We all know those moments in editing, or writing, when it feels like the story is struggling. The plot’s sluggish, wheezing to a halt. Your prose feels uninspired. Your characters are making decisions that don’t entirely make sense. Your protagonist’s motivations are pin-balling around so fast she’s liable to get a concussion. Something isn’t working, and you can’t figure out what.
A common piece of writing advice (attributed to a number of literary giants) is to “kill your darlings.” This is provocative advice, but what exactly does it mean?
Kill Your Darlings, to me, means identifying the parts of your story you are not looking at objectively. That chapter you keep saying has to end with a certain beat. That line of dialogue you keep rewriting the scene to make sure you include. Does the character have to ask this question right now? When did you decide this? Why can everything else in this scene be rewritten, but this bit was scribed in indelible ink?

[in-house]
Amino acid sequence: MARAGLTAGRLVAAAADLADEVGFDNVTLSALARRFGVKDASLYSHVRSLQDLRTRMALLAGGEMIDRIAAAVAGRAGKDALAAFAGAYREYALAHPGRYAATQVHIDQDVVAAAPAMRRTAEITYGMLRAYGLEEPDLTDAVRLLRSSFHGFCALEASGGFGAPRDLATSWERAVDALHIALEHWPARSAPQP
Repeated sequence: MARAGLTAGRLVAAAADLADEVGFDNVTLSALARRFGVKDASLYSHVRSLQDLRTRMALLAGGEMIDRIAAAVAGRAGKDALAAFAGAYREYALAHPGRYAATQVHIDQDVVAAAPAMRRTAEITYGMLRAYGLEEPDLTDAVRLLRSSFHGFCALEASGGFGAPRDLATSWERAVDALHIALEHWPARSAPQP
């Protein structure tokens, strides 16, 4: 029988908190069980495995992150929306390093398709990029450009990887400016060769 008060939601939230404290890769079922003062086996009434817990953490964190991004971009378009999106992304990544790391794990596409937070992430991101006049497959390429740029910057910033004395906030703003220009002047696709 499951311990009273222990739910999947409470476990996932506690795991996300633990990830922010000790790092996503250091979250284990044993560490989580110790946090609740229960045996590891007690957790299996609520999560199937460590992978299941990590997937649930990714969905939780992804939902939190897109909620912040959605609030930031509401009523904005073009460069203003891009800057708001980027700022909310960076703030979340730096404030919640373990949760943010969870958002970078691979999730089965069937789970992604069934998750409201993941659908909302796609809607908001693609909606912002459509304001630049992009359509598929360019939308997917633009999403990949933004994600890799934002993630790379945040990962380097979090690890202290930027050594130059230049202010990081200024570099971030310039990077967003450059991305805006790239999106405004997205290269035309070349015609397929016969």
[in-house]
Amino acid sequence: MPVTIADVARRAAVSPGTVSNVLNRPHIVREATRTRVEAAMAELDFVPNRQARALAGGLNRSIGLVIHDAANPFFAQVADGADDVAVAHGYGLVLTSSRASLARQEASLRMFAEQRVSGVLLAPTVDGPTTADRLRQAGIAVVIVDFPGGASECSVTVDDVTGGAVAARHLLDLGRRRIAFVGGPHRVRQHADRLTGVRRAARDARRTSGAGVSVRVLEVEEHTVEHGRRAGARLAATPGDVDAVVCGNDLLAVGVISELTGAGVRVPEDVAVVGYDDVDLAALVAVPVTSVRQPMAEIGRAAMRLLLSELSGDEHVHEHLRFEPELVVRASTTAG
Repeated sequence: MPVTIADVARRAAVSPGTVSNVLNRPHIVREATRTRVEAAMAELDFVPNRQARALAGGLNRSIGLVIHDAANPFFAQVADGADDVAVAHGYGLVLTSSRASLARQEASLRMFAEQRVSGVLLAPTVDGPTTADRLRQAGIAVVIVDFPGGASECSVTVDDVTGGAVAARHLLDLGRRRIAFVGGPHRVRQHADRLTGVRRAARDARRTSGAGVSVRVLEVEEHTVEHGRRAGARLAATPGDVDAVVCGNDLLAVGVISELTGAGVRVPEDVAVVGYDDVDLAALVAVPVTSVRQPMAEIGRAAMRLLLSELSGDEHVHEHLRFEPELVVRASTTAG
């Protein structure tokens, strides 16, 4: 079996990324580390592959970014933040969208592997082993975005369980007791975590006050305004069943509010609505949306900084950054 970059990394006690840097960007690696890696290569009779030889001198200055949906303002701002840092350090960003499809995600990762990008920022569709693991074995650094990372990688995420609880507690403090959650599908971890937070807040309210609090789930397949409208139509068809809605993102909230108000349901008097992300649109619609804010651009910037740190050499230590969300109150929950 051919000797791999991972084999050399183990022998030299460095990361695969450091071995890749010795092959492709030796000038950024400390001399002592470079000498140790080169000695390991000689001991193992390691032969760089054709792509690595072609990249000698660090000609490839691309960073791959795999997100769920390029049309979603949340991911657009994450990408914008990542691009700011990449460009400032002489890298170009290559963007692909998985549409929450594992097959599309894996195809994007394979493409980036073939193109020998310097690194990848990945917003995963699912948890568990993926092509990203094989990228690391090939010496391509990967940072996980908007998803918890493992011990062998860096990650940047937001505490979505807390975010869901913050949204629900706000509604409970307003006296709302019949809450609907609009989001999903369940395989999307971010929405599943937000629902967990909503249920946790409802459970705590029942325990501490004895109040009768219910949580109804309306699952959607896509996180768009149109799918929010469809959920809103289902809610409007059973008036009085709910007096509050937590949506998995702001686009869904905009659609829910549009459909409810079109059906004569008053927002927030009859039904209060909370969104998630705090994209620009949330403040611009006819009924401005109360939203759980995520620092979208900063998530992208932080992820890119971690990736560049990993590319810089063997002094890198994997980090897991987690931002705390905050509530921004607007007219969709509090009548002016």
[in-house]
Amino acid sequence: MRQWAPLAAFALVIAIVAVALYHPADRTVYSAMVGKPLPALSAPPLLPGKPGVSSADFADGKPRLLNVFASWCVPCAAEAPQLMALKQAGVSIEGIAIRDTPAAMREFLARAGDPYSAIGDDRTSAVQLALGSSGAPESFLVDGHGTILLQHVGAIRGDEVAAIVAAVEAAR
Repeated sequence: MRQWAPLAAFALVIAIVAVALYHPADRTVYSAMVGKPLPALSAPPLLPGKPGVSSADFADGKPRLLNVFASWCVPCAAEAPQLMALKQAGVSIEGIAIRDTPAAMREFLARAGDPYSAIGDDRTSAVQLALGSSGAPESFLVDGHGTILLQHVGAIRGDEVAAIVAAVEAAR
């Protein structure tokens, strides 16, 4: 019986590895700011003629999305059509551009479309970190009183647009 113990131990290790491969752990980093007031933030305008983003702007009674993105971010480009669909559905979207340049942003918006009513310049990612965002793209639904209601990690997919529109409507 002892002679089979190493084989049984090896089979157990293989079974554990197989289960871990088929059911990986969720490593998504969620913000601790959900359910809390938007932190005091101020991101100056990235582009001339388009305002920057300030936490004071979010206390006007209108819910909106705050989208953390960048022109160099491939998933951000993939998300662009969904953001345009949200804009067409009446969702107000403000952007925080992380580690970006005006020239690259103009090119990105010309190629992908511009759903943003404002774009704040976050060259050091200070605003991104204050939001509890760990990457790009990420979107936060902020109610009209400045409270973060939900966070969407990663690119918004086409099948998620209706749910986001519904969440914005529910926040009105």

When writing, and especially when editing, you’ve got to be willing to let your story change and grow organically. So, if you’re stuck in a scene, or if some element of your plot just isn’t working, ask yourself—is there something here, a moment, a story beat, a line of dialogue, a fact of backstory or worldbuilding, that I am fiercely protecting for no clear reason? Did I make some decision weeks, months, years ago, about this story that I have never reexamined? Is there something within this writing that I have never put through the same dispassionate red pen wringer as everything else?
That’s probably your darling. That’s the blind spot that’s been wheezing and guttering without your realizing. And maybe it’s time to take it off life support.